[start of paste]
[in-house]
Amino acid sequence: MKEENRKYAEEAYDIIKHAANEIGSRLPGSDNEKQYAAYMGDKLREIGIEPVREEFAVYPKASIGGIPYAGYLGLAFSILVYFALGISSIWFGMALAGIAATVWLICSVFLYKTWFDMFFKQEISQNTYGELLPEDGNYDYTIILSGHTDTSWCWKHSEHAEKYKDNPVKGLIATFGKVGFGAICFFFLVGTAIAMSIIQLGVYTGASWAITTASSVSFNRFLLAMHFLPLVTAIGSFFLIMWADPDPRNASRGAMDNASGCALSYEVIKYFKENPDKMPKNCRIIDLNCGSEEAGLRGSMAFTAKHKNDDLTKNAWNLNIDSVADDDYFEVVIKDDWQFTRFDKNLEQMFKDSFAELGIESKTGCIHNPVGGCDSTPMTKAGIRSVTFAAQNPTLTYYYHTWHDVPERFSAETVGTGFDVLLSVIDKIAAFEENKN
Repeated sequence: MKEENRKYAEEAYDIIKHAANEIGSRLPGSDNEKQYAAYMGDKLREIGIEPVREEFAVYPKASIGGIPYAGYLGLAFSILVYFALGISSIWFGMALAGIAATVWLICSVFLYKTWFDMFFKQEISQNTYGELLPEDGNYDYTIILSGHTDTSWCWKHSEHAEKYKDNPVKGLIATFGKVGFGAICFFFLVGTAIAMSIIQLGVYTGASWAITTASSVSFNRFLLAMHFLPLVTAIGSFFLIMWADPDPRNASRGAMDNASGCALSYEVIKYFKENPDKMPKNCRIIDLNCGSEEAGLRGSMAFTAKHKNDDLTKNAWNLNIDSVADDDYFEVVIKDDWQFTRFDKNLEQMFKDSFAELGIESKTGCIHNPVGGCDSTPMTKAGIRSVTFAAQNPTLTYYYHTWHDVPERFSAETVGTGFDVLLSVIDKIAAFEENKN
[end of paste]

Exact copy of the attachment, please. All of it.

[in-house]
Amino acid sequence: MKEENRKYAEEAYDIIKHAANEIGSRLPGSDNEKQYAAYMGDKLREIGIEPVREEFAVYPKASIGGIPYAGYLGLAFSILVYFALGISSIWFGMALAGIAATVWLICSVFLYKTWFDMFFKQEISQNTYGELLPEDGNYDYTIILSGHTDTSWCWKHSEHAEKYKDNPVKGLIATFGKVGFGAICFFFLVGTAIAMSIIQLGVYTGASWAITTASSVSFNRFLLAMHFLPLVTAIGSFFLIMWADPDPRNASRGAMDNASGCALSYEVIKYFKENPDKMPKNCRIIDLNCGSEEAGLRGSMAFTAKHKNDDLTKNAWNLNIDSVADDDYFEVVIKDDWQFTRFDKNLEQMFKDSFAELGIESKTGCIHNPVGGCDSTPMTKAGIRSVTFAAQNPTLTYYYHTWHDVPERFSAETVGTGFDVLLSVIDKIAAFEENKN
Repeated sequence: MKEENRKYAEEAYDIIKHAANEIGSRLPGSDNEKQYAAYMGDKLREIGIEPVREEFAVYPKASIGGIPYAGYLGLAFSILVYFALGISSIWFGMALAGIAATVWLICSVFLYKTWFDMFFKQEISQNTYGELLPEDGNYDYTIILSGHTDTSWCWKHSEHAEKYKDNPVKGLIATFGKVGFGAICFFFLVGTAIAMSIIQLGVYTGASWAITTASSVSFNRFLLAMHFLPLVTAIGSFFLIMWADPDPRNASRGAMDNASGCALSYEVIKYFKENPDKMPKNCRIIDLNCGSEEAGLRGSMAFTAKHKNDDLTKNAWNLNIDSVADDDYFEVVIKDDWQFTRFDKNLEQMFKDSFAELGIESKTGCIHNPVGGCDSTPMTKAGIRSVTFAAQNPTLTYYYHTWHDVPERFSAETVGTGFDVLLSVIDKIAAFEENKN